The aim of Freshman Academies is to bring out excellent grades from the students at the end of their course (Elias, 2011). The grade area needs help due to the transition period that the African American students have to go through. The typical African American male freshman student is busy getting adjusted to the administration and teacher rules, the new faces of other students and the size of the school and this makes it hard to keep up with studies. The average rate of failure among students in freshman year in high school is 20%, and for these students there’s only a 5% chance of them graduating from high school (Howell, 2008).
Schools with the freshman program are always on their toes in finding any system that can help them improve the student performance (Amundsen, 2008). One popular system is known as the Ninth Grade House. In this system, the African American male freshmen students are given a separate set of teachers and if possible at a different part of the school (Colvin, 2008). Here they get to know the teachers more closely as they participate in the classes at the same time. The Freshman Transition Team system is another popular system that brings together a guidance counselor, a separate administrator and the high and middle school teachers so that they can work together to improve the academic performance of the freshman class.
The freshman students tend to have attendance issues and this is mainly due to the many adjustment problems they go through in the school. Schools that establish Freshmen Academies find that the attendance rates improve by the day. For example, in Tennessee’s Sevierville, Sevier County High School since implementing FRAC a freshman academy program has witnessed a 95% freshman attendance rate, a statistic that ranked the highest in the city among all the high schools (Skalsky, 2009). These rates encourage schools to open their eyes to the benefits of having a Freshman Academy.
Another main aspect of the benefits of Freshman Academies is that the students can engage in extracurricular activities. The 9th grade students tend not to participate in any club or sport activities because they do not really know much about their peers. According to Rennier Center for Education Research and Policy (2009) the African American male freshmen students need to engage more in these activities to reduce the rate of high school dropout. The schools would love to see an increased participation in extracurricular activities by the freshmen students as it offers a sense of belonging. In Worthington, Ohio, for example, the Worthington Kilbourne High School uses an approach whereby the middle school 8th graders are each assigned to a junior at the high school. The 8th graders are given a tour of the school and oriented on all of the club and sport activities by the juniors. After the tour a lunch is prepared for them and it is this experience that makes the 8th graders feel confident and gain a sense of belonging (Colvin, 2008). These activities play a big role in bringing about the much needed social interaction that freshmen need in the first year of high school.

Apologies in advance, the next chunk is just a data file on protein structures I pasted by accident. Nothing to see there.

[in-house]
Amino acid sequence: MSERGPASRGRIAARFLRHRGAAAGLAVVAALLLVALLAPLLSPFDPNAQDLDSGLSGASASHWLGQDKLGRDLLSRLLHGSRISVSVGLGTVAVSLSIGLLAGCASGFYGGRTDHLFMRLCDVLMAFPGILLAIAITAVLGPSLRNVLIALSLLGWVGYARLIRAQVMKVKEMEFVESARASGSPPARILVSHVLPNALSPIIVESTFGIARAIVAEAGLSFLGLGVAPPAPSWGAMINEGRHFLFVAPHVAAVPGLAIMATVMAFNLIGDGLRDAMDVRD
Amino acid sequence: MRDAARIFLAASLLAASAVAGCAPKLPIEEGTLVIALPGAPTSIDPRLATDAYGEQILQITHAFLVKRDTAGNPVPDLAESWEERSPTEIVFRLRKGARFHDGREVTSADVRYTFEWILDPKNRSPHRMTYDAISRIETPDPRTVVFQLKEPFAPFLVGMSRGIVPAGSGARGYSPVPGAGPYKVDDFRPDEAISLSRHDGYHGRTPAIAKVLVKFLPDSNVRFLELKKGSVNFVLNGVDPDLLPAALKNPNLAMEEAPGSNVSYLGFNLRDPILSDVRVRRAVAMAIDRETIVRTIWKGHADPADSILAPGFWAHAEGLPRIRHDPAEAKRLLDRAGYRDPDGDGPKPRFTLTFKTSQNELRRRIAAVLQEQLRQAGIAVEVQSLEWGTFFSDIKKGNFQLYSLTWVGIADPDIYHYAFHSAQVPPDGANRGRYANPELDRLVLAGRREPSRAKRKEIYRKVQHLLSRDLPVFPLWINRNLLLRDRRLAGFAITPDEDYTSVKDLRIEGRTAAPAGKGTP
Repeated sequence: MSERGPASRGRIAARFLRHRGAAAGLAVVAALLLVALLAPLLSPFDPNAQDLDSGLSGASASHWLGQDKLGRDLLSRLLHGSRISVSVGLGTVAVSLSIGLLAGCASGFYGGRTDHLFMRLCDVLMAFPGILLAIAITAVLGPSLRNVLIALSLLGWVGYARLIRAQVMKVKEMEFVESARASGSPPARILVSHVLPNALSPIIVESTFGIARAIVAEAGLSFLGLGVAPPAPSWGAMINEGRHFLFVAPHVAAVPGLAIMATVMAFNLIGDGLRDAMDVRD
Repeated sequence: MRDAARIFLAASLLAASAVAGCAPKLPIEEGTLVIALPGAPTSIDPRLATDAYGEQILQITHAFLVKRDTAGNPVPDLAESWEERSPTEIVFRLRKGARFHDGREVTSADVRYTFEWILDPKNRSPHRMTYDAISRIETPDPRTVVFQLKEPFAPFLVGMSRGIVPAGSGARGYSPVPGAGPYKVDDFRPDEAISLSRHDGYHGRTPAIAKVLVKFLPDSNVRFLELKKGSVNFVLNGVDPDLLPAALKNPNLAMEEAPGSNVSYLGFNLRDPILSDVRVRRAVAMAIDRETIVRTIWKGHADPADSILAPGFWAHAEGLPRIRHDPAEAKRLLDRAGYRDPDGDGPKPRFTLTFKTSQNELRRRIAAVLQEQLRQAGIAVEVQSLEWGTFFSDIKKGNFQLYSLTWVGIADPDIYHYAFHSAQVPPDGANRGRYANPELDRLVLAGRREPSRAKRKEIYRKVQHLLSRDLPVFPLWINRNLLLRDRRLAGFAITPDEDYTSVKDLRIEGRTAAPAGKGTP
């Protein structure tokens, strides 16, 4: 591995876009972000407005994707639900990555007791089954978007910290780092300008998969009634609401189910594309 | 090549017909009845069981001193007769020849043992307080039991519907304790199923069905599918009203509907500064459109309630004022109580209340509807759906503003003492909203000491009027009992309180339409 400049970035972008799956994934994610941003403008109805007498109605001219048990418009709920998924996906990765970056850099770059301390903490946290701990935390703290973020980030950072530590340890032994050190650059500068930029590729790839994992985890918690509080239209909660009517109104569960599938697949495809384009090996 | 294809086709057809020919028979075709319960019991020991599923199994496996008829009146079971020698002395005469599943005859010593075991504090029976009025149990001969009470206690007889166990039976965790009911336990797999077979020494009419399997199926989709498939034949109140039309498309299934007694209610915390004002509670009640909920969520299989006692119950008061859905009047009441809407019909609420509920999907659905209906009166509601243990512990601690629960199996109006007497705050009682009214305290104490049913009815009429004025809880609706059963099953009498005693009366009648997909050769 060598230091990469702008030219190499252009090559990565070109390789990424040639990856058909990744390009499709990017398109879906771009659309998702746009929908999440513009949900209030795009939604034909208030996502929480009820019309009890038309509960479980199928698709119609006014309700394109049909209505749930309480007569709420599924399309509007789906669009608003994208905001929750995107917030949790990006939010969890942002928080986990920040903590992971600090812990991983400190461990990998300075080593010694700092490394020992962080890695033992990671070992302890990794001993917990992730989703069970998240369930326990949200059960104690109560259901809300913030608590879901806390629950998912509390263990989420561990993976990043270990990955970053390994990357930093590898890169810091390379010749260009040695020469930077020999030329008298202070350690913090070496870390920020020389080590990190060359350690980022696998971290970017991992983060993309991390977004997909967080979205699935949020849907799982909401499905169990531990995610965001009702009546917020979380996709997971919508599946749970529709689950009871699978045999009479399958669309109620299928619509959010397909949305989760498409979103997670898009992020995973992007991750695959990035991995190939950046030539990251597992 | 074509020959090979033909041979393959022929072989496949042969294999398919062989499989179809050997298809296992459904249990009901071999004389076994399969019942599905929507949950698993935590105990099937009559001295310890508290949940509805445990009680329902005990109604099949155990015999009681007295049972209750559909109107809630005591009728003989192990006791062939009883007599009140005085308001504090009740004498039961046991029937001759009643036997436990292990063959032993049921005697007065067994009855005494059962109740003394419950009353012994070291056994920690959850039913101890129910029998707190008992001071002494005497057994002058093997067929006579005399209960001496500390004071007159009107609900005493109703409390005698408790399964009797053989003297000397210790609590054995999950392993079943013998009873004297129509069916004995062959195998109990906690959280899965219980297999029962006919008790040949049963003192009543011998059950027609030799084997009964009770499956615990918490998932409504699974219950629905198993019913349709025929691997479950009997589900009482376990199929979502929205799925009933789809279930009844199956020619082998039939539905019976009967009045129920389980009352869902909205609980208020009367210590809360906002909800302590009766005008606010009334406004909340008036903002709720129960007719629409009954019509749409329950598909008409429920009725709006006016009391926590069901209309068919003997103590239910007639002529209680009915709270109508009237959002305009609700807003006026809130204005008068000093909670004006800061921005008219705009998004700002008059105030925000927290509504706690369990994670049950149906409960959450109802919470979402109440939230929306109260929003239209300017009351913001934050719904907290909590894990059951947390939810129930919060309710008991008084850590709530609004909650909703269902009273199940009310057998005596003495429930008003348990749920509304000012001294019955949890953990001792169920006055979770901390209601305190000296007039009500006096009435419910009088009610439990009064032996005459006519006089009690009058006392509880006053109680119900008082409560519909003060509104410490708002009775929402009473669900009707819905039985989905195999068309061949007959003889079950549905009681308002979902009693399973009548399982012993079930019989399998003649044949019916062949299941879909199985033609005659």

The government of America has seen the benefits of developing smaller learning communities due to the increasing number of graduation rates and African American male student success in general; hence they encourage more and more schools to venture into the program. Nield et al., (2008) state that the Freshman Academy is the best way a school can develop a learning environment that is personalized and more welcoming to African American male 9th graders. Communities are areas where the students feel they belong and they feel valued. The feeling of belonging and comfort helps the African American male students achieve success in their studies (Habeeb, 2013). These programs of transition also involve informal sessions with the student’s parents to discuss systems and high school expectations. The parents should be keen in assisting their children in the whole process.
African American male students find it hard to shift from a supportive and nurturing middle school environment to one that needs higher academic expectations and more self-discipline. Poor support during the transition period, leads to high dropout rates, low scores in classes and larger absent and referral numbers of the students. It is very important that the program is implemented in time before this transition period. Freshman Academies that support African American male students, if properly implemented offer a firm foundation that focuses on the attention of the students, creates a close relationship between teachers and students and opens doors for these students to grow up to be well standing citizens in society.